The visit coincides with the 70th Anniversary of the Bourne Group which was established in Poole in 1946 and has played a significant role in local employment and the wider local economy for seven decades. Today Bourne is a national company with a number of other regional offices, but has chosen to retain its Group HQ in Poole.
The shortlist for the 48th Structural Steel Design Awards (SSDA) has been announced by the British Constructional Steelwork Association (BCSA) and Steel for Life and Bourne Steel are pleased to learn that Ardley Energy from Waste facility has now been shortlisted.
Contrary to the tough market conditions the construction industry is experiencing, the Awards have again seen a strong number of submissions. The 21-project shortlisted entries once again showcase steel’s flexibility and versatility in a number of different and varying applications.
The shortlist also reflects the wide geographical spread of steel’s appeal for a variety of projects ranging from stadia to education buildings, with entries also received for a variety of bridges, commercial developments and industrial facilities across the UK.
The winners will be announced at an evening reception in London in October.
The Bourne Steel site team working at Television Centre are proud to be at the top of the Mace Health and Safety league table.
The Television Centre Team have surpassed 13 other contractors to the top, obtaining maximum points in 15 out of 17 standards and resulting in the highest score of 97.79%
Health, Safety & Environment Manager, Malcolm Coles has said:
“Refurbishment of this site has been particularly complex and challenging and the site team have performed exceptionally well to achieve such a high score.”
Well done to the TV Centre team.
Network Rail have expanded the Reading Station facility to reduce congestion by re-configuring the track layout and adding five new platforms.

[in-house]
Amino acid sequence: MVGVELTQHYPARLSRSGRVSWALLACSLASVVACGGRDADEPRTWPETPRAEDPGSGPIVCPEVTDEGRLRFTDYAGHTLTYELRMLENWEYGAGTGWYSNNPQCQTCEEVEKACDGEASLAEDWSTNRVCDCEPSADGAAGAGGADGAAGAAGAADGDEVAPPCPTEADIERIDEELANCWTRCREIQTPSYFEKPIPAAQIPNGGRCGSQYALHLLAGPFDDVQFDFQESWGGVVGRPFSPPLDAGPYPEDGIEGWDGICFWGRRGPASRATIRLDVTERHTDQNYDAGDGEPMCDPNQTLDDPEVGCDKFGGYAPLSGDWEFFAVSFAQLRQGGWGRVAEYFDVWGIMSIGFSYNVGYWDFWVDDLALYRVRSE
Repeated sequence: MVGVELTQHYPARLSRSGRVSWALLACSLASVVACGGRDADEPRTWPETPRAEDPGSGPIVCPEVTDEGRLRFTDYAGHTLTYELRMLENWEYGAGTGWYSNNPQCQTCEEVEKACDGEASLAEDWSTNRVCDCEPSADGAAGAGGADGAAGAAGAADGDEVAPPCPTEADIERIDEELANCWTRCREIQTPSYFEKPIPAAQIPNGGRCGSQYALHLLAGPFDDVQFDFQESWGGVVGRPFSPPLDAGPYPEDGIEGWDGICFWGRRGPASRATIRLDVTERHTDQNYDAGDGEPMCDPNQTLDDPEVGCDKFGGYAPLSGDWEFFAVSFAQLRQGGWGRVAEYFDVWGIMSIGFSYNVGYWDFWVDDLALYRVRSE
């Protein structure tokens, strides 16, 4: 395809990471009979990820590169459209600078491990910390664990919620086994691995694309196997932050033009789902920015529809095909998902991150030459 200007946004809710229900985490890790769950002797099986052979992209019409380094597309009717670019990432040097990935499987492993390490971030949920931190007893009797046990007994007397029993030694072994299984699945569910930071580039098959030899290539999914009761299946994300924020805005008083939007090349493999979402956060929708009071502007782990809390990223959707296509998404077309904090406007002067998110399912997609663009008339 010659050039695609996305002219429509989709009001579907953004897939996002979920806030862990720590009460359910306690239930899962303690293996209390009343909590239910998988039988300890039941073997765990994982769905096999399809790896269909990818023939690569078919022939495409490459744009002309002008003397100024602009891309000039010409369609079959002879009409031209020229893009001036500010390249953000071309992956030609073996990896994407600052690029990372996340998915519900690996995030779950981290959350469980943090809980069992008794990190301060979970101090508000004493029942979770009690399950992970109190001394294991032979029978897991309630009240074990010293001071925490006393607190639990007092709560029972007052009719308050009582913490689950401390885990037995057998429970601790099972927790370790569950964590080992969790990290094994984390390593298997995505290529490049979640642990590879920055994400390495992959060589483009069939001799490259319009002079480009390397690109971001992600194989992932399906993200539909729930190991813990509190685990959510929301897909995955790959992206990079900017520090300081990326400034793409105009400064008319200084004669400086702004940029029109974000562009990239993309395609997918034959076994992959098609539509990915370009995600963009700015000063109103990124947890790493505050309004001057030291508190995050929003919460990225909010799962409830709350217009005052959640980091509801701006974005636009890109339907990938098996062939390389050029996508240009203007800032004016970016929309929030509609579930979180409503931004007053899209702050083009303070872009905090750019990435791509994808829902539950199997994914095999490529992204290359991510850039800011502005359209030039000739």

The main station ticket hall is built with a steel frame to allow customers to experience an up to date facility. This includes a new passenger footbridge structure comprised of escalators and lifts to provide step free access to all platforms.
Bourne worked in collaboration with a cladding company to produce 450nr canopy modules. This reduced the number of crane lifts on site as well as the site programme time. The modular design also moved 45,000 man-hours off-site, providing health & safety benefits to all due to not working in engineering hours on a working rail project.
Airlinks utilise contemporary architecture and technology, and have been developed specifically for 21st Century airports. The units include full acoustic and thermal insulation to ensure a controlled internal environment. What’s more, a unique connector frame allows separate modules to be connected together, to give a walkway indefinite length.
Airlinks have been designed in accordance with Eurocodes BSEN 1990,1991 and 1993, and CE Marked in compliance with BE EN 1090. The concrete floor ensures compliance with SCI P354 “design of floors for vibrations: a new approach 2007” and the Concrete Centre “a design guide for footfall induced vibration”. Airlinks also comply with BAA Specifications.
Airlinks have a robust steel structure crafted to directly receive composite cladding, roofing and glazing. Airlinks are a fine example of lean construction; they contain so secondary steelwork flashings. Building services are fully integrated within the internal fitout: lighting, heating/air conditioning, PA system, fire detection/alarm, interchangeable double glazing, composite cladding, designed to accommodate ramp gradients up to 1 in 20 and spans up to 28 metres.